Why you should still download Windows 10’s next feature update

Windows 11 has been available for 10 months, but the vast majority of people still haven’t updated to Microsoft’s latest OS. 

It’s easy to see why. Windows 11’s hardware requirements mean many older devices aren’t compatible, while the bold visual changes certainly aren’t for everyone. With no killer new features and Windows 10 being supported until 2025, there’s no reason for most people to get Windows 11 right now.  

However, it’s important that you continue getting new versions of Windows 10. Monthly security updates are crucial to the effective running of your device, but Microsoft is still releasing more significant ‘feature’ updates too.  

The next one of these, version 22H2, is just around the corner. Here are five reasons why you should install it. 

There will be new features

The 22H2 update was widely expected to be all about security, but that won’t be the case. In an official blog post, Microsoft has confirmed that it will have “a scoped set of features”, with more details available closer to its final release. 

It’s encouraging to see that new features continue to be added, but don’t get your hopes up for anything significant. Most of the changes will still be under the hood, although even minor tweaks should help keep things running smoothly.

But the experience will remain familiar

However, it’s the lack of big changes that make Windows 10 so appealing. There’s no new Start menu or Action Center here, while many stock apps look the same as they’ve done for several years.  

Everything is still where you’d expect it to be, something which can’t be said for Windows 11. 

The design of Windows 10 has remained consistent for several years

Dominik Tomaszewski / Foundry

Security is prioritised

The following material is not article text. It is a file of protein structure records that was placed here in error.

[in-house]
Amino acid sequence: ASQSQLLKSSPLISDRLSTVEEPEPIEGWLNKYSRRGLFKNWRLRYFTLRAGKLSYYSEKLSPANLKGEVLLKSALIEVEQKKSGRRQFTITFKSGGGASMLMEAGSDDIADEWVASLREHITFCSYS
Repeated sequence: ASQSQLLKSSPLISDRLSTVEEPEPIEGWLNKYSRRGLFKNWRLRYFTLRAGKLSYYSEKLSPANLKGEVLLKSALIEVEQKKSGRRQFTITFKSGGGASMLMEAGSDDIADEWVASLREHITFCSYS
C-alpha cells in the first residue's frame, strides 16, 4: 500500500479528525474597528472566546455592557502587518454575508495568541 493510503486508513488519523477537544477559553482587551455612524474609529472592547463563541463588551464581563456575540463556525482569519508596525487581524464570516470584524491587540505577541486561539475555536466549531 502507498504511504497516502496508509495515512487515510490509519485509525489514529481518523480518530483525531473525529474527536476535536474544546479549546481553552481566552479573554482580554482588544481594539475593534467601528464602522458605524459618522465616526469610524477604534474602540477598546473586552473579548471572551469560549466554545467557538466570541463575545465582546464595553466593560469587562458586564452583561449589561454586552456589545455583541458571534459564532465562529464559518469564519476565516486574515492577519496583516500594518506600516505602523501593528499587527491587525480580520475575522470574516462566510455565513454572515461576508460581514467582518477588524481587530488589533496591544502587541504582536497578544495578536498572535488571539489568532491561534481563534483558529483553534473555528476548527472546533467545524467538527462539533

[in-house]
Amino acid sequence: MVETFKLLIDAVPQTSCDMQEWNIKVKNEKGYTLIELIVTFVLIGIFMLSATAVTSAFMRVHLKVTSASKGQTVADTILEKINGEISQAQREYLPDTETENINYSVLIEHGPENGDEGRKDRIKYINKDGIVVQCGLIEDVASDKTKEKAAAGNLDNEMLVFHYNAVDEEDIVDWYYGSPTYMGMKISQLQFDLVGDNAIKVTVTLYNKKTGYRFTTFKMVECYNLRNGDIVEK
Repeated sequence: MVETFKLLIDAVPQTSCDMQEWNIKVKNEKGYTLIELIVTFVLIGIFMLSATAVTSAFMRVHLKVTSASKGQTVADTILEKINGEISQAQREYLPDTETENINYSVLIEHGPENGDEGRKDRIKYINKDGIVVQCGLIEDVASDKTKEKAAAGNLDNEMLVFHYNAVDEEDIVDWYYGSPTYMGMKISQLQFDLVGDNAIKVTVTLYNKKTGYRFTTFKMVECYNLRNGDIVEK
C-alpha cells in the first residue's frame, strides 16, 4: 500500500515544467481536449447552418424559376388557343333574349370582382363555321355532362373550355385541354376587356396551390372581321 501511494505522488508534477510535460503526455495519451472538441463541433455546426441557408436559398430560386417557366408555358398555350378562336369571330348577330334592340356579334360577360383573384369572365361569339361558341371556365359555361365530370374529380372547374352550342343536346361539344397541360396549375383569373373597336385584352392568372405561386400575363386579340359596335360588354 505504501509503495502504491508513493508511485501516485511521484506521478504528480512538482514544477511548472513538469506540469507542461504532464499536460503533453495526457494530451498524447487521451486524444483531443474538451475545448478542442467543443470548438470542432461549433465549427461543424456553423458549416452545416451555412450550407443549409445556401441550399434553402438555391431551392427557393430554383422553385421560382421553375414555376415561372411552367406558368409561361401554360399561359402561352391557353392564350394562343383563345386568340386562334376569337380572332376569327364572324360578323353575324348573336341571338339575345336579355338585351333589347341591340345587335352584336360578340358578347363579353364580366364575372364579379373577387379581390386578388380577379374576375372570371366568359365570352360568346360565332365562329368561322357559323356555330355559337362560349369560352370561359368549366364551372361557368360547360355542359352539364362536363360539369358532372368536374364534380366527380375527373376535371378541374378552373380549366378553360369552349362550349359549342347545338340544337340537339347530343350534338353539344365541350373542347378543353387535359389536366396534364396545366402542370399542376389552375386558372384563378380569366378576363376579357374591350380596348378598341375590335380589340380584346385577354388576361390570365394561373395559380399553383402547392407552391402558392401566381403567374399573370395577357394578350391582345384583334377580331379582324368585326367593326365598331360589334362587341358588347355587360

Microsoft says Windows 11’s strict hardware requirements were introduced with security in mind. A TPM 2.0 chip and Secure Boot will give you that extra layer of protection, something that might not be available on your Windows 10 device.  

Version 22H2 will primarily be a security update, but that’s no bad thing. Keeping one step ahead of hackers and cybercriminals is vital, especially when Windows 11 is Microsoft’s primary focus these days. 

It should be (mostly) bug-free

Windows updates are designed to fix bugs, but they’ve been causing plenty of their own recently. Understandably, this may make you reluctant to update your device every month, but version 22H2 should be an exception.  

That’s because it’s already being tested via the Windows Insider Program, meaning most bugs will be spotted and addressed before they make it to the final version. There’s still no guarantee the 22H2 update will be bug-free, but it’s much more likely as a result. Rollout will also be gradual, so early adopters will identify and report issues before most people install the update.

Anyone can sign up to the Windows Insider Program

Anyron Copeman / Foundry

It might be Windows 10’s last big update

Given that Windows 11 was announced back in June 2021, version 21H2 was widely expected be Windows 10’s last feature update. 

The existence of a 22H2 update is surprising, but it’s hard to imagine a 2023 or 2024 equivalent. Windows 10 might still be supported by Microsoft until October 2025, but security updates will be sufficient from next year onwards. 

We’d still recommend updating Windows 10 at least a few times each year, but version 22H2 might be the last big update you’ll need to install. It’s certainly worth getting it out of the way, provided the initial rollout to device is smooth.

It’s not clear exactly when that’ll begin, but its presence in the Release Preview Channel of the Windows Insider Program suggests a final version is just around the corner. Provided you’ve completed other outstanding updates (except to Windows 11), it will appear within Settings when ready to be installed.

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